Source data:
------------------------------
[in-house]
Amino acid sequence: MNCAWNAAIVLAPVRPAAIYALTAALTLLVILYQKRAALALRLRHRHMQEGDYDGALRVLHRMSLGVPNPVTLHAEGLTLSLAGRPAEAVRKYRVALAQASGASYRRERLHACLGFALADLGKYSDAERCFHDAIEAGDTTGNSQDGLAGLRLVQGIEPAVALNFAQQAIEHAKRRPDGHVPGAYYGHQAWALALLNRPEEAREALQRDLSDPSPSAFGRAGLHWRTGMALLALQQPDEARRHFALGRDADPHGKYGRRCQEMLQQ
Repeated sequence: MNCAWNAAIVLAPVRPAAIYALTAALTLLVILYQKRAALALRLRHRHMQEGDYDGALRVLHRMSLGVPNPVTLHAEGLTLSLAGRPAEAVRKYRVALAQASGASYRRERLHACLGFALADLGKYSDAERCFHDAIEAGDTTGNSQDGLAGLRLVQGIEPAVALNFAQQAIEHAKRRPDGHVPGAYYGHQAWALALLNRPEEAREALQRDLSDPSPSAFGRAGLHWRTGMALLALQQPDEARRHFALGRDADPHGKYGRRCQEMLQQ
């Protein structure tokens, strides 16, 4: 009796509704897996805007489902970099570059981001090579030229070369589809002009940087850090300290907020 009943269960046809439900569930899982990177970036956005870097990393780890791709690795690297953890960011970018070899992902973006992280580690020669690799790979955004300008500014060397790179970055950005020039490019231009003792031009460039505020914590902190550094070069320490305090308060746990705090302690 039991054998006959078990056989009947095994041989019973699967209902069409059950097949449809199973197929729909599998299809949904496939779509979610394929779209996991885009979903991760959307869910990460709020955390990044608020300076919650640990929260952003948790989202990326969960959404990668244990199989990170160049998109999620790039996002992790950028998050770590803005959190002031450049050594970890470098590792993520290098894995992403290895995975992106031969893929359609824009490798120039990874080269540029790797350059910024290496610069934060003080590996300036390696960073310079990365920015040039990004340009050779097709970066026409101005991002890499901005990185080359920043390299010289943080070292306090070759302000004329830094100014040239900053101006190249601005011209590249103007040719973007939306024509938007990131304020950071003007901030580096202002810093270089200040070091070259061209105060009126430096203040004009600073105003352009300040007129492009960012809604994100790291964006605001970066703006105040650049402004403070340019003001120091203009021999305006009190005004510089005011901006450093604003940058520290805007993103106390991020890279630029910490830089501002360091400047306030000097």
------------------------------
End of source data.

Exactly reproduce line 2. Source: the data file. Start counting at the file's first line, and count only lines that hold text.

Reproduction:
Amino acid sequence: MNCAWNAAIVLAPVRPAAIYALTAALTLLVILYQKRAALALRLRHRHMQEGDYDGALRVLHRMSLGVPNPVTLHAEGLTLSLAGRPAEAVRKYRVALAQASGASYRRERLHACLGFALADLGKYSDAERCFHDAIEAGDTTGNSQDGLAGLRLVQGIEPAVALNFAQQAIEHAKRRPDGHVPGAYYGHQAWALALLNRPEEAREALQRDLSDPSPSAFGRAGLHWRTGMALLALQQPDEARRHFALGRDADPHGKYGRRCQEMLQQ